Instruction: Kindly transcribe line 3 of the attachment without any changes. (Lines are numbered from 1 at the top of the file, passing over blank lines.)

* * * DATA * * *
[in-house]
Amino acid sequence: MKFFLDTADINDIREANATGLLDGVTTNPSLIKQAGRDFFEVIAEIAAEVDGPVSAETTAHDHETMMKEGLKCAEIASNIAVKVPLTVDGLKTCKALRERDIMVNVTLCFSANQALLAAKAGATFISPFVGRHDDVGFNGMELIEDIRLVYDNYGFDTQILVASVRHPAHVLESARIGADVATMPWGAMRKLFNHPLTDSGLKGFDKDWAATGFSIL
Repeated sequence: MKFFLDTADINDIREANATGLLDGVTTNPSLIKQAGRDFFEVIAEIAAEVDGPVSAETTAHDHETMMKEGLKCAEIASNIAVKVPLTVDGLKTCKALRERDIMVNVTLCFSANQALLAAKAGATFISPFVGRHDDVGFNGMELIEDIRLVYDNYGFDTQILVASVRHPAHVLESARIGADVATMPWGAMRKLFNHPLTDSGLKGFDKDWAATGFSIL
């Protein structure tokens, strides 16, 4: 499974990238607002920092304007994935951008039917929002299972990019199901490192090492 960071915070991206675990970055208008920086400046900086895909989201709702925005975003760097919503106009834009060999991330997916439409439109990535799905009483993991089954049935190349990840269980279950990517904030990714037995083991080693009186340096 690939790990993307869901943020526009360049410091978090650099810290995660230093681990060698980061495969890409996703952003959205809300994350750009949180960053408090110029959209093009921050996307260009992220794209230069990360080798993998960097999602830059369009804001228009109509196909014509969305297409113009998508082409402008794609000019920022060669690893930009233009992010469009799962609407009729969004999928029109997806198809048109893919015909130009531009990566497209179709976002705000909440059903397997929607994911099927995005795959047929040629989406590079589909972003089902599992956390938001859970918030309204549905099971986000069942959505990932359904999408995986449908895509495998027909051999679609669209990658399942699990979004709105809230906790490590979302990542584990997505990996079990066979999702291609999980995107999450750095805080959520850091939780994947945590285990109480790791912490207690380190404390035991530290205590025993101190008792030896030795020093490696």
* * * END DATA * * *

Repeated sequence: MKFFLDTADINDIREANATGLLDGVTTNPSLIKQAGRDFFEVIAEIAAEVDGPVSAETTAHDHETMMKEGLKCAEIASNIAVKVPLTVDGLKTCKALRERDIMVNVTLCFSANQALLAAKAGATFISPFVGRHDDVGFNGMELIEDIRLVYDNYGFDTQILVASVRHPAHVLESARIGADVATMPWGAMRKLFNHPLTDSGLKGFDKDWAATGFSIL